Ever since Lincoln learned on March 5 that Anderson's troops at Sumter had supplies that would last no longer than mid-April, time became an increasingly weighty consideration for the President. It would take time to organize and dispatch a relief expedition, whether small-scale or massive. It would take time to reach Sumter from northern ports. Meanwhile, Confederate forces at both Sumter and Pickens were strengthening their batteries and tightening the noose around these Union positions. Every day made reinforcement more difficult, particularly at Sumter; every day made life at these posts more stressful; every day increased the possibility of a Confederate attack. And every day, too, brought demands from segments of his own Republican party and northern public opinion for some action that would show the kind of energy and commitment to the Union that the previous Buchanan administration had lacked.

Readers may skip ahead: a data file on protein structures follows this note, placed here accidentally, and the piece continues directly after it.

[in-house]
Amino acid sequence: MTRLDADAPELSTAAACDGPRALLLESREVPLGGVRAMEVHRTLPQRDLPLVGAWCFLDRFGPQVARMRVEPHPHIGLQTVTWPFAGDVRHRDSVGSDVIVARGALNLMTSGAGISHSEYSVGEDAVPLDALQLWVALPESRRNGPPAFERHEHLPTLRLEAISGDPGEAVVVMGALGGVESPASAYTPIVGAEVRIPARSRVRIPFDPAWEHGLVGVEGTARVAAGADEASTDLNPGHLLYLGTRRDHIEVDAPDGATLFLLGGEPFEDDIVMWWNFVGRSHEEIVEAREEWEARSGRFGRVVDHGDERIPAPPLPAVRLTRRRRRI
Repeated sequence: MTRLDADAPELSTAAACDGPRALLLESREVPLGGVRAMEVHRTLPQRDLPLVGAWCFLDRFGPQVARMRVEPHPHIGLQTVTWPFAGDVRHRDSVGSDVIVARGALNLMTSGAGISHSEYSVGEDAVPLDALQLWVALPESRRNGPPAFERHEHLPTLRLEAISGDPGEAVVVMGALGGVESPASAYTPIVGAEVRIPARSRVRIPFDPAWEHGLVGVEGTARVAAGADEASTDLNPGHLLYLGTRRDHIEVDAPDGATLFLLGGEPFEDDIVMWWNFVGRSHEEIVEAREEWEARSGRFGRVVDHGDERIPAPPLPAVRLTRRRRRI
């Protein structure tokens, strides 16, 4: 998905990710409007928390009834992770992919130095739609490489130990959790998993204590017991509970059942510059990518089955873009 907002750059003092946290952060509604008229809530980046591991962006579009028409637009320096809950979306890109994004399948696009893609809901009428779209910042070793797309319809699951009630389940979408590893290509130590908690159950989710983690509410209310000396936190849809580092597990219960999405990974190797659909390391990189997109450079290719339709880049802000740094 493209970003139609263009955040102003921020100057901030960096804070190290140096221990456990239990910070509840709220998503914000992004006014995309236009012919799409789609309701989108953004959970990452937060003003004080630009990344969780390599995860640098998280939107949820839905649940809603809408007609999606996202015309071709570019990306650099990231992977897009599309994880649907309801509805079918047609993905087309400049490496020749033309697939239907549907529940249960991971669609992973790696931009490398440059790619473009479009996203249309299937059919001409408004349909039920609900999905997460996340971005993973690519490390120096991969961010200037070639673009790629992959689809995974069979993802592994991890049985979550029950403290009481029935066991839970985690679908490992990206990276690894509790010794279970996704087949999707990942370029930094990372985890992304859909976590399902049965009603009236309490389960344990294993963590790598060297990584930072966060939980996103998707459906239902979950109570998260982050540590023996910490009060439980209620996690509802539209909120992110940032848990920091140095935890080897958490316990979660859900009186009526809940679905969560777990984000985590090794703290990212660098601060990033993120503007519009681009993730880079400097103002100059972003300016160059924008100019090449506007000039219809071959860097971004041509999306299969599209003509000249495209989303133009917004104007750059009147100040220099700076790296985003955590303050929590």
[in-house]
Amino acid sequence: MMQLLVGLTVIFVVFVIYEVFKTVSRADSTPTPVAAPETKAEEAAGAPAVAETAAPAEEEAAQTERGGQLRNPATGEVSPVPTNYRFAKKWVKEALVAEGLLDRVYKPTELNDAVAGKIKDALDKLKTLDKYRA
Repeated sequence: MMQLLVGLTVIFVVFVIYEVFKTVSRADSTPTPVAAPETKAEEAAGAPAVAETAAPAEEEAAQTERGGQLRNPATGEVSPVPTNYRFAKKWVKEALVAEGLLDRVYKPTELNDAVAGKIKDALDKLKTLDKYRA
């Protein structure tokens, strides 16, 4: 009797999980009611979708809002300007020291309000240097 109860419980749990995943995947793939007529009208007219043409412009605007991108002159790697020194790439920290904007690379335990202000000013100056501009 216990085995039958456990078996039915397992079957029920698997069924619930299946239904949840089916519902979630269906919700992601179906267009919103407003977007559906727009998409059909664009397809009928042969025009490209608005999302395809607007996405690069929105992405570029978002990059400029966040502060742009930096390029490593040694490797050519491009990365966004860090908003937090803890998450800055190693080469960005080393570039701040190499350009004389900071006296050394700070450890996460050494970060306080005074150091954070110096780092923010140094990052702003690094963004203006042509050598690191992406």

March 19-29, 1861
Despite pressure to act quickly, Lincoln took advantage of the time that remained to him. During the ten days following the submission of his cabinet's written opinions, Lincoln gathered information and explored ways of holding the Union's forts. By March 29, he was ready to decide on a course of action.